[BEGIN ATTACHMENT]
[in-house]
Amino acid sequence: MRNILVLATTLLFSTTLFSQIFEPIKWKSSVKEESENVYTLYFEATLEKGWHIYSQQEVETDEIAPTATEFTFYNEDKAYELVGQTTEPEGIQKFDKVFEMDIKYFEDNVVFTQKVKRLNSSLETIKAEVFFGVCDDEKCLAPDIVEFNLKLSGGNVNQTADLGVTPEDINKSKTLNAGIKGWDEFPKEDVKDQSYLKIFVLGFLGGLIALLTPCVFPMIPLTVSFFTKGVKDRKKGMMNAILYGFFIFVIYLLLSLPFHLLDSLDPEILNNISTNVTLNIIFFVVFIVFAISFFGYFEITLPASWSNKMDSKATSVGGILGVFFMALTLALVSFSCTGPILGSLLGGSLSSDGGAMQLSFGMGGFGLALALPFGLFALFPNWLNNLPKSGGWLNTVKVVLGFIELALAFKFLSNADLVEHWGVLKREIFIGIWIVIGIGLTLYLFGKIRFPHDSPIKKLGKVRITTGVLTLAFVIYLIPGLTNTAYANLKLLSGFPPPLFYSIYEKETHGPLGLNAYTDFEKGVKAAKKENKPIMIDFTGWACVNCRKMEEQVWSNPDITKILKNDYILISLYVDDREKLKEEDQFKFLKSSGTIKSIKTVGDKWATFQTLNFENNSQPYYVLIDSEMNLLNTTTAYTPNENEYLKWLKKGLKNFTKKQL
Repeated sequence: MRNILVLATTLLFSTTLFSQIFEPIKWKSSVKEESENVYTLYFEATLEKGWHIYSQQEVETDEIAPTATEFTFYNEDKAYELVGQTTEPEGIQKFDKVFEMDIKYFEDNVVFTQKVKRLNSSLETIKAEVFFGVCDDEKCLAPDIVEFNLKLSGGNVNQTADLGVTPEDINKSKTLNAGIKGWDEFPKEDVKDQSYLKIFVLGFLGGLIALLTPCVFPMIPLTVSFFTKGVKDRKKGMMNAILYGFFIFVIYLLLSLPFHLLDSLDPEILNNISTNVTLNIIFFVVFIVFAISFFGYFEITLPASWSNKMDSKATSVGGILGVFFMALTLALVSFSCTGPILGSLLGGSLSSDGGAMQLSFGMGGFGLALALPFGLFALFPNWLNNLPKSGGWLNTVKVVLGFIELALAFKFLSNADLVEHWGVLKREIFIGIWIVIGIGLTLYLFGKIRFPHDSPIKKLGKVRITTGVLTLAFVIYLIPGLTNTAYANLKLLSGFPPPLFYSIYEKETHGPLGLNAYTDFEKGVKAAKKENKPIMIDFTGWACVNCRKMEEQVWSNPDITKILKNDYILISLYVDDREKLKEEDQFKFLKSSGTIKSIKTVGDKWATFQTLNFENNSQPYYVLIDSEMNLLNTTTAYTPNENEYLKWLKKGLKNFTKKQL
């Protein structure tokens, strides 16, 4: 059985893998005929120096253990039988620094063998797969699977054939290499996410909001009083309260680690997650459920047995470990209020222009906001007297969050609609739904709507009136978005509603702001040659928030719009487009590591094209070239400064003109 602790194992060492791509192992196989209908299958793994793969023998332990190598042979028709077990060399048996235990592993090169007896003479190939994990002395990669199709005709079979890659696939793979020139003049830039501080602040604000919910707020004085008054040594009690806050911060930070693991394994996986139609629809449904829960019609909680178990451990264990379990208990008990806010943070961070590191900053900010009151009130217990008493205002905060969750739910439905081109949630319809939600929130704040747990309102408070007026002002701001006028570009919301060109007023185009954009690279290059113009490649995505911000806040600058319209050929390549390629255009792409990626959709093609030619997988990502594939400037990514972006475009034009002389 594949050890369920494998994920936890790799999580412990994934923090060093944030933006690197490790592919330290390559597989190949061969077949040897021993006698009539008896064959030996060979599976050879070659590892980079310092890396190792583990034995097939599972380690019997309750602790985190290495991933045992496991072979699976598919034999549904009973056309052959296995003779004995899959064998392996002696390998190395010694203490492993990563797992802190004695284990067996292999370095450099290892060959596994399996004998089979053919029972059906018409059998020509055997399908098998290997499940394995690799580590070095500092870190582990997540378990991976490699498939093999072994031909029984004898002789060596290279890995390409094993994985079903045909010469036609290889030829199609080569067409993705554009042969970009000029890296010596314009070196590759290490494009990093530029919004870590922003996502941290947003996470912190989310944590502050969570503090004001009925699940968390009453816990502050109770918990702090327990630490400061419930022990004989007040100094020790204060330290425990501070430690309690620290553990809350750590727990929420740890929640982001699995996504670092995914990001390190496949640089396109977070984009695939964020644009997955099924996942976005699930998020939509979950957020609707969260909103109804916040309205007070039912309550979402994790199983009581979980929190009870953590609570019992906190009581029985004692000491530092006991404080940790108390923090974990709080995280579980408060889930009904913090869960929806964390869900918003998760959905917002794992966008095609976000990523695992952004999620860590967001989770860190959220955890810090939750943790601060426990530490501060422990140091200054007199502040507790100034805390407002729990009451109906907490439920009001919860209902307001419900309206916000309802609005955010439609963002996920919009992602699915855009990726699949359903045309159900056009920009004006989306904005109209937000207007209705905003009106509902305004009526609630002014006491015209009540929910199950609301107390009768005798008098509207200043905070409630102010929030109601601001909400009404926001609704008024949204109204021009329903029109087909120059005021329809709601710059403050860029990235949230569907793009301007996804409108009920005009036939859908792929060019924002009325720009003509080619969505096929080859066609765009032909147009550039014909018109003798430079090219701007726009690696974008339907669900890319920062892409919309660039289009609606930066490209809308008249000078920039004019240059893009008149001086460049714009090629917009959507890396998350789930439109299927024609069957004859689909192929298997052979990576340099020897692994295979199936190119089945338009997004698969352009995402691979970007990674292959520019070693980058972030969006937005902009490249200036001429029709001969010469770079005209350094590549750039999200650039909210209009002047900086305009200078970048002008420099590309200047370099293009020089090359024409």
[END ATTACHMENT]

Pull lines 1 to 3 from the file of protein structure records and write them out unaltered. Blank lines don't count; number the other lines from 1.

[in-house]
Amino acid sequence: MRNILVLATTLLFSTTLFSQIFEPIKWKSSVKEESENVYTLYFEATLEKGWHIYSQQEVETDEIAPTATEFTFYNEDKAYELVGQTTEPEGIQKFDKVFEMDIKYFEDNVVFTQKVKRLNSSLETIKAEVFFGVCDDEKCLAPDIVEFNLKLSGGNVNQTADLGVTPEDINKSKTLNAGIKGWDEFPKEDVKDQSYLKIFVLGFLGGLIALLTPCVFPMIPLTVSFFTKGVKDRKKGMMNAILYGFFIFVIYLLLSLPFHLLDSLDPEILNNISTNVTLNIIFFVVFIVFAISFFGYFEITLPASWSNKMDSKATSVGGILGVFFMALTLALVSFSCTGPILGSLLGGSLSSDGGAMQLSFGMGGFGLALALPFGLFALFPNWLNNLPKSGGWLNTVKVVLGFIELALAFKFLSNADLVEHWGVLKREIFIGIWIVIGIGLTLYLFGKIRFPHDSPIKKLGKVRITTGVLTLAFVIYLIPGLTNTAYANLKLLSGFPPPLFYSIYEKETHGPLGLNAYTDFEKGVKAAKKENKPIMIDFTGWACVNCRKMEEQVWSNPDITKILKNDYILISLYVDDREKLKEEDQFKFLKSSGTIKSIKTVGDKWATFQTLNFENNSQPYYVLIDSEMNLLNTTTAYTPNENEYLKWLKKGLKNFTKKQL
Repeated sequence: MRNILVLATTLLFSTTLFSQIFEPIKWKSSVKEESENVYTLYFEATLEKGWHIYSQQEVETDEIAPTATEFTFYNEDKAYELVGQTTEPEGIQKFDKVFEMDIKYFEDNVVFTQKVKRLNSSLETIKAEVFFGVCDDEKCLAPDIVEFNLKLSGGNVNQTADLGVTPEDINKSKTLNAGIKGWDEFPKEDVKDQSYLKIFVLGFLGGLIALLTPCVFPMIPLTVSFFTKGVKDRKKGMMNAILYGFFIFVIYLLLSLPFHLLDSLDPEILNNISTNVTLNIIFFVVFIVFAISFFGYFEITLPASWSNKMDSKATSVGGILGVFFMALTLALVSFSCTGPILGSLLGGSLSSDGGAMQLSFGMGGFGLALALPFGLFALFPNWLNNLPKSGGWLNTVKVVLGFIELALAFKFLSNADLVEHWGVLKREIFIGIWIVIGIGLTLYLFGKIRFPHDSPIKKLGKVRITTGVLTLAFVIYLIPGLTNTAYANLKLLSGFPPPLFYSIYEKETHGPLGLNAYTDFEKGVKAAKKENKPIMIDFTGWACVNCRKMEEQVWSNPDITKILKNDYILISLYVDDREKLKEEDQFKFLKSSGTIKSIKTVGDKWATFQTLNFENNSQPYYVLIDSEMNLLNTTTAYTPNENEYLKWLKKGLKNFTKKQL